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  • Author or Editor: Dean Vickers x
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L. Mahrt
,
Dean Vickers
, and
Edgar L Andreas

Abstract

A Rutan Aircraft Factory Long-EZ aircraft flew numerous low-level slant soundings on two summer days in 2001 off the northeastern coast of the United States. The soundings are analyzed here to study the nonstationary vertical structure of the wind, temperature, and turbulence. An error analysis indicates that fluxes computed from the aircraft slant soundings are unreliable. The first day is characterized by a weakly stable boundary layer in onshore flow capped by an inversion. A low-level wind maximum formed at about 100 m above the sea surface. The second day is characterized by stronger stability due to advection of warm air from the upwind land surface. On this more stable day, the wind maxima are very sharp and the speed and height of the wind maxima increase with distance from the coast. Although trends in the vertical structure are weak, variations between subsequent soundings are large on time scales of tens of minutes or less. The vertical structure of the wind and turbulence is considerably more nonstationary than the temperature structure, although the existence of the wind maximum is persistent. Causes of the wind maxima and their variability are examined but are not completely resolved.

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Dean Vickers
,
Larry Mahrt
, and
Edgar L Andreas

Abstract

Over 5000 aircraft eddy-covariance measurements from four different aircraft in nine different experiments are used to develop a simple model for the friction velocity over the sea. Unlike the widely used Coupled Ocean–Atmosphere Response Experiment (COARE) bulk flux scheme, the simple model (i) does not use Monin–Obukhov similarity theory (MOST) and therefore does not require an estimate of the Obukhov length, (ii) does not require a correction to the wind speed for height or stability, (iii) does not require an estimate of the aerodynamic roughness length, and (iv) does not require iteration. In comparing the model estimates developed in this work and those of the COARE algorithm, comparable fitting metrics for the two modeling schemes are found. That is, using Monin–Obukhov similarity theory and the Charnock relationship did not significantly improve the predictions. It is not clear how general the simple model proposed here is, but the same model with the same coefficients based on the combined dataset does a reasonable job of describing the datasets both individually and collectively. In addition, the simple model was generally able to predict the observed friction velocities for three independent datasets that were not used in tuning the model coefficients. Motivation for the simple model comes from the fact that physical interpretation of MOST can be ambiguous because of circular dependencies and self-correlation. Additional motivation comes from the large uncertainty associated with estimating the Obukhov length and, especially, the aerodynamic roughness length.

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Larry Mahrt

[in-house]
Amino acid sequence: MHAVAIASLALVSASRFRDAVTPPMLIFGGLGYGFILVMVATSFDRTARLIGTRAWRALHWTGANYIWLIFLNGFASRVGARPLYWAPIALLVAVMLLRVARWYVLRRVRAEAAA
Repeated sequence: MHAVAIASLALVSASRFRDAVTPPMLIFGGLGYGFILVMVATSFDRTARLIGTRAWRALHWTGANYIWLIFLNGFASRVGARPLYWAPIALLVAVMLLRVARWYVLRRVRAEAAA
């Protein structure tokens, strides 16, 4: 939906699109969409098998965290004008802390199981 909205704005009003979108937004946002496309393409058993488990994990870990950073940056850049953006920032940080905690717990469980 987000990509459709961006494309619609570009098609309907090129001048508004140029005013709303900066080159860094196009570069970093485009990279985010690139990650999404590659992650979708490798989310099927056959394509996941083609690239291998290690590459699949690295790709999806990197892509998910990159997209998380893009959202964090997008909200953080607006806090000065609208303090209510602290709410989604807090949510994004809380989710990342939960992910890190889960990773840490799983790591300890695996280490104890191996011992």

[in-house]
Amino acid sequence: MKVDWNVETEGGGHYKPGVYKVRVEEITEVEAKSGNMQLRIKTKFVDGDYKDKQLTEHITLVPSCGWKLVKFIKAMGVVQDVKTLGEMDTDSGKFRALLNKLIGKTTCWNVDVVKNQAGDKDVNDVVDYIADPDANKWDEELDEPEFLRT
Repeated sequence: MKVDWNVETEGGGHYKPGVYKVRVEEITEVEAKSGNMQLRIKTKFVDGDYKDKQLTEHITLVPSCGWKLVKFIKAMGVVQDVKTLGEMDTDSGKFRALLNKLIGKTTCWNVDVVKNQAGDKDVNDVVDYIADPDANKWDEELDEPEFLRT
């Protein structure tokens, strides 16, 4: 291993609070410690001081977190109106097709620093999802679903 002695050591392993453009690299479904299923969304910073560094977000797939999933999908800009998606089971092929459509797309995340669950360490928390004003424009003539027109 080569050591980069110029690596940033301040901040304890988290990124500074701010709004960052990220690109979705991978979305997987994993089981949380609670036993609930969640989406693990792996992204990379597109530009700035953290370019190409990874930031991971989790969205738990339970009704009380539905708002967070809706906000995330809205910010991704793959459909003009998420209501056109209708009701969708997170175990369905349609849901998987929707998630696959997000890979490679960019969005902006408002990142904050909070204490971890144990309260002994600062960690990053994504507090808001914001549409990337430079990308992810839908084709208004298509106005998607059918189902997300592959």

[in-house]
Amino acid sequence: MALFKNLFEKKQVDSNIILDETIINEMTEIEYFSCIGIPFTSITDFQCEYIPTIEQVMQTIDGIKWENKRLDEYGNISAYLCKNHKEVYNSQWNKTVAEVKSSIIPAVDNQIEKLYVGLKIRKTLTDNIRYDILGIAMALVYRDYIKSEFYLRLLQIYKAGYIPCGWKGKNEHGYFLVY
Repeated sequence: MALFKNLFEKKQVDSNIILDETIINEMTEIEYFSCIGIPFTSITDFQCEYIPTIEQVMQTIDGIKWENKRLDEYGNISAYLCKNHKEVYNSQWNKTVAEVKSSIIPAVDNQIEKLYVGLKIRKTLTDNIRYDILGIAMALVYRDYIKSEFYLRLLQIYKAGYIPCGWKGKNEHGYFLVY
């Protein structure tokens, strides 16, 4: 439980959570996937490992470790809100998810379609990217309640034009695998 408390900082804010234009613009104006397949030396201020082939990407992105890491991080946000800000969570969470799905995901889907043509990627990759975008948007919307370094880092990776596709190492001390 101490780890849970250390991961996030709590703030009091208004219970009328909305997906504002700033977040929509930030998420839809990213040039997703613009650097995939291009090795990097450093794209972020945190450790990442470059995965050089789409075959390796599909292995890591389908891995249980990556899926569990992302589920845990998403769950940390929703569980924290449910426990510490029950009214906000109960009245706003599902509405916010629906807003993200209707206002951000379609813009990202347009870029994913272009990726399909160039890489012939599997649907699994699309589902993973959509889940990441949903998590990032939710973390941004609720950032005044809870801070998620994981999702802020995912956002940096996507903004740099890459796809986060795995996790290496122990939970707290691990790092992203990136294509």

,
Dean Vickers
,
Jielun Sun
, and
J. Harry McCaughey

Abstract

This study estimates area-averaged fluxes over the Boreal Ecosystem–Atmosphere Study (BOREAS) region using tower and aircraft data. The dependence of the area-averaged flux on various assumptions and external flow characteristics is examined.

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L. Mahrt
,
Erin Moore
,
Dean Vickers
, and
N. O. Jensen

Abstract

The scale dependence of velocity variances is studied using data collected from a grassland site, a heather site, and four forested sites. The dependence of velocity variances on averaging time, used to define the fluctuation quantities, is modeled. The crosswind velocity variance is emphasized, because it is more difficult to model than the other two components and is crucial input for applications such as dispersion modeling. The distinction between turbulence and mesoscale variances is examined in detail. Because mesoscale and turbulence motions are governed by different physics, meaningful study of the behavior of velocity variances requires adequate separation of turbulence and mesoscale motions from data. For stable conditions, the horizontal velocity variances near the surface exhibit a spectral gap, here corresponding to a very slow or nonexistent increase of variance with increasing averaging time. This “gap region,” when it occurs, allows separation of mesoscale and turbulence motions; however, the averaging times corresponding to this gap vary substantially with stability. A choice of typical averaging times for defining turbulent perturbations, such as 5 or 10 min, leads to the capture of significant mesoscale motions for very stable conditions and contributes to the disagreement with turbulence similarity theory. For unstable motions, the gap region for the horizontal velocity variances shrinks or becomes poorly defined, because large convective eddies tend to “fill in” the gap between turbulence and mesoscale motions. The formulation developed here allows turbulence and mesoscale motions to overlap into the same intermediate timescales. The mesoscale variances are less predictable, because a wide variety of physical processes contribute to mesoscale motions. Their magnitude and range of timescales vary substantially among sites. The variation of the behavior of turbulence variances among sites is significant but substantially less than that for the mesoscale motions.

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